I really like the flared handlebars that are on the bike. In years past I’ve not liked some of the options that have come stock on bikes like the Surly Crosscheck or similar “cross” or “gravel” bikes. The Salsa Woodchippers seem to fit just right. The 44cm width on the size small bike feel great in the hoods, tops, and drop position. I did drop the stem down and may do so a little more as I’ve gotten a bit more used to a more aero position on my road/gravel bike while riding the trainer this Winter. I’m finding that I enjoy engaging my hamstrings and glute muscles to put out more power than sitting more upright and having quad dominant pedaling.
I’ve been riding the bike with flat pedals, which is also new for me as I really enjoy the feeling of being clipped in with the exception of mountain biking. I’ve been pairing the pedals to some new 5.10 shoes I picked up. I’ve had a pair before, but the new ones fit a little better and feel a bit more comfortable.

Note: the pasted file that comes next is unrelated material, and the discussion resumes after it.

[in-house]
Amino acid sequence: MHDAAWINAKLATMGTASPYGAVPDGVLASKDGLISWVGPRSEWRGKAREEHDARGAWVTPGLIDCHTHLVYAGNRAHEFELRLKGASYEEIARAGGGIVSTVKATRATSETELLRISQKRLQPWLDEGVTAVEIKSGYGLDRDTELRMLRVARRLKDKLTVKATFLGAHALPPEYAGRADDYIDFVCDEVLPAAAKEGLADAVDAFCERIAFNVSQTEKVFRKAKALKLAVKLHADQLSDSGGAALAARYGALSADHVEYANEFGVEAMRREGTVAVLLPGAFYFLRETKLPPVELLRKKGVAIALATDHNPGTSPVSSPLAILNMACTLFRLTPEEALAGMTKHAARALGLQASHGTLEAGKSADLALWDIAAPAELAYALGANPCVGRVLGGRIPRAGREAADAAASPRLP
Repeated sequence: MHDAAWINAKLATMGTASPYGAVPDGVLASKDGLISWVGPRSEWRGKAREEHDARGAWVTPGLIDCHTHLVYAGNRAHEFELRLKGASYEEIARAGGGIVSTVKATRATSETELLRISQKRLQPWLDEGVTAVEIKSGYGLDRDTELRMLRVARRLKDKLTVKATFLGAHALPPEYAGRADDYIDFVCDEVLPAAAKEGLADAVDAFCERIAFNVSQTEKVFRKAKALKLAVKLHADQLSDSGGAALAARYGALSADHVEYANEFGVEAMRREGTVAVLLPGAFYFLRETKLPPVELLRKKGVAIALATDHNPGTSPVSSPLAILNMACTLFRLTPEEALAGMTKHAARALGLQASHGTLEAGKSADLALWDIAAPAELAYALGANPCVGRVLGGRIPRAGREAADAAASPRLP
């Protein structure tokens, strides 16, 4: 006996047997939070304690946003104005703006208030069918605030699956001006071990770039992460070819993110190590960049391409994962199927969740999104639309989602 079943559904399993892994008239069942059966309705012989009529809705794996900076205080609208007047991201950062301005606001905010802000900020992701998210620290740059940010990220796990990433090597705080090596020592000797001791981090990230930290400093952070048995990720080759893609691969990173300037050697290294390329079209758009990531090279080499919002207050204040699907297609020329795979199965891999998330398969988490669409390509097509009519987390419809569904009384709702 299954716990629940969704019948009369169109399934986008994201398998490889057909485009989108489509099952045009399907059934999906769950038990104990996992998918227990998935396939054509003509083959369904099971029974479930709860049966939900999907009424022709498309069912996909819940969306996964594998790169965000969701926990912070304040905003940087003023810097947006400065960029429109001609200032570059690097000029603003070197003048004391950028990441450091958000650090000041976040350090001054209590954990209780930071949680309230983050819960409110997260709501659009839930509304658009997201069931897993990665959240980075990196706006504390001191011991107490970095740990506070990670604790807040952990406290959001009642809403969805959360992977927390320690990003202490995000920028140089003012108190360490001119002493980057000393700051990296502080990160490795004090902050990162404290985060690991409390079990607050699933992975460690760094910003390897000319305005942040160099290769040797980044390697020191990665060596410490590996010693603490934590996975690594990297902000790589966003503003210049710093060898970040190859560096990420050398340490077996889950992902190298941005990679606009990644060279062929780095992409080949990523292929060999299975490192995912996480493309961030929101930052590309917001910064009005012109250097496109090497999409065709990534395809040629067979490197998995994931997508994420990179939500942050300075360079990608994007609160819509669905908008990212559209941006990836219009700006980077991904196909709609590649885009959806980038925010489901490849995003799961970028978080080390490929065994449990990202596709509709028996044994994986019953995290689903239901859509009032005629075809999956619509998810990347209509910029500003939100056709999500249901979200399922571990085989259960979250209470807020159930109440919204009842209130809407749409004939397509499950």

Ultimately I may toss my Crank Brothers Candy pedals on or invest in the Mallet pedals from them as they have a larger, more off road friendly platform. I have yet to stray from Crank Brothers pedals as they’ve just been my go to for so long and it’s difficult to want to go to anything else when I have three sets of their pedals and multiple cleats for said pedals.
I’ve transferred all of my bike packing bags and cages over to the Fargo and have even picked up an additional feed back from Revelate Designs (not pictured) as well as their Mag Tank (not pictured) as I’d like to leave my Topeak top tube bag for my Topstone. I can just barely fit the Blackburn Elite handlebar bag on the front without interfering with my hands on the bars. I may just use a more basic dry bag that has loops for running the straps through that’s a little more compact as the one that comes with their mounting system is cavernous. Great for hauling a lot of sh*t, but annoying when you ride small bikes and need narrower bars! To be fair, this wasn’t an issue when I was running Jones bars on the Krampus as the bars give you so much space that you can fit just about anything on there as long as there is tire clearance.